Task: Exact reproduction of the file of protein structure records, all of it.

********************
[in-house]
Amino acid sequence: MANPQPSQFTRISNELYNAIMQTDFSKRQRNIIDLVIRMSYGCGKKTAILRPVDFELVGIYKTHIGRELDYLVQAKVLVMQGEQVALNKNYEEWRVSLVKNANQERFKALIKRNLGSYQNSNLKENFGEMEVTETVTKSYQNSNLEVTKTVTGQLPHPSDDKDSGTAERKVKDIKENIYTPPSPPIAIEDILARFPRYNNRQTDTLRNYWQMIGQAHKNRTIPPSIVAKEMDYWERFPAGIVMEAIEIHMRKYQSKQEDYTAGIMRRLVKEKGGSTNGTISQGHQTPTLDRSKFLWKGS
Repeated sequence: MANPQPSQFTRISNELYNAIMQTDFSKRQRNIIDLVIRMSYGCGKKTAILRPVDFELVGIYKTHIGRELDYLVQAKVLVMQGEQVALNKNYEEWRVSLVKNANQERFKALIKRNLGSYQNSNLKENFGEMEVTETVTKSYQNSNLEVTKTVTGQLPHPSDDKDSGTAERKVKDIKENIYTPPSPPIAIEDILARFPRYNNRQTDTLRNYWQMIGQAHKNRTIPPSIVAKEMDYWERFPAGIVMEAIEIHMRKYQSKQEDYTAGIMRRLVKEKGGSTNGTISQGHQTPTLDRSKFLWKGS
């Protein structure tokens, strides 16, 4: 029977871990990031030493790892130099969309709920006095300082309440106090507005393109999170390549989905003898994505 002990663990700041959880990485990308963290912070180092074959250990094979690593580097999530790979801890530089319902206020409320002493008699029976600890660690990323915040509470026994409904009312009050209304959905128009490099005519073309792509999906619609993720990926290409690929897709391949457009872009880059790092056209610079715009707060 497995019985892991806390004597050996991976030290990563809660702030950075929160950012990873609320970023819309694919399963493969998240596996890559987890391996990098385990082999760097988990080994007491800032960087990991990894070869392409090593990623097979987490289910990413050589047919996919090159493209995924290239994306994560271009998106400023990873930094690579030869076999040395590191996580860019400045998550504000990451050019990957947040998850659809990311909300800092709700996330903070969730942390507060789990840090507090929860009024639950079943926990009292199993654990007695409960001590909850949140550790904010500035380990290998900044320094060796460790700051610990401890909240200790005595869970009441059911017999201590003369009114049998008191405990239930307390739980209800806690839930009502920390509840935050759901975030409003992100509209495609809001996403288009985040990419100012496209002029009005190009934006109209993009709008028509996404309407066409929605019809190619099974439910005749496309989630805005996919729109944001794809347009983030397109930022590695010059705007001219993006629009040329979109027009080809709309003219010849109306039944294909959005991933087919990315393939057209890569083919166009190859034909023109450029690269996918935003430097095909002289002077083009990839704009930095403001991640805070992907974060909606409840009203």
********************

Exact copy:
[in-house]
Amino acid sequence: MANPQPSQFTRISNELYNAIMQTDFSKRQRNIIDLVIRMSYGCGKKTAILRPVDFELVGIYKTHIGRELDYLVQAKVLVMQGEQVALNKNYEEWRVSLVKNANQERFKALIKRNLGSYQNSNLKENFGEMEVTETVTKSYQNSNLEVTKTVTGQLPHPSDDKDSGTAERKVKDIKENIYTPPSPPIAIEDILARFPRYNNRQTDTLRNYWQMIGQAHKNRTIPPSIVAKEMDYWERFPAGIVMEAIEIHMRKYQSKQEDYTAGIMRRLVKEKGGSTNGTISQGHQTPTLDRSKFLWKGS
Repeated sequence: MANPQPSQFTRISNELYNAIMQTDFSKRQRNIIDLVIRMSYGCGKKTAILRPVDFELVGIYKTHIGRELDYLVQAKVLVMQGEQVALNKNYEEWRVSLVKNANQERFKALIKRNLGSYQNSNLKENFGEMEVTETVTKSYQNSNLEVTKTVTGQLPHPSDDKDSGTAERKVKDIKENIYTPPSPPIAIEDILARFPRYNNRQTDTLRNYWQMIGQAHKNRTIPPSIVAKEMDYWERFPAGIVMEAIEIHMRKYQSKQEDYTAGIMRRLVKEKGGSTNGTISQGHQTPTLDRSKFLWKGS
């Protein structure tokens, strides 16, 4: 029977871990990031030493790892130099969309709920006095300082309440106090507005393109999170390549989905003898994505 002990663990700041959880990485990308963290912070180092074959250990094979690593580097999530790979801890530089319902206020409320002493008699029976600890660690990323915040509470026994409904009312009050209304959905128009490099005519073309792509999906619609993720990926290409690929897709391949457009872009880059790092056209610079715009707060 497995019985892991806390004597050996991976030290990563809660702030950075929160950012990873609320970023819309694919399963493969998240596996890559987890391996990098385990082999760097988990080994007491800032960087990991990894070869392409090593990623097979987490289910990413050589047919996919090159493209995924290239994306994560271009998106400023990873930094690579030869076999040395590191996580860019400045998550504000990451050019990957947040998850659809990311909300800092709700996330903070969730942390507060789990840090507090929860009024639950079943926990009292199993654990007695409960001590909850949140550790904010500035380990290998900044320094060796460790700051610990401890909240200790005595869970009441059911017999201590003369009114049998008191405990239930307390739980209800806690839930009502920390509840935050759901975030409003992100509209495609809001996403288009985040990419100012496209002029009005190009934006109209993009709008028509996404309407066409929605019809190619099974439910005749496309989630805005996919729109944001794809347009983030397109930022590695010059705007001219993006629009040329979109027009080809709309003219010849109306039944294909959005991933087919990315393939057209890569083919166009190859034909023109450029690269996918935003430097095909002289002077083009990839704009930095403001991640805070992907974060909606409840009203």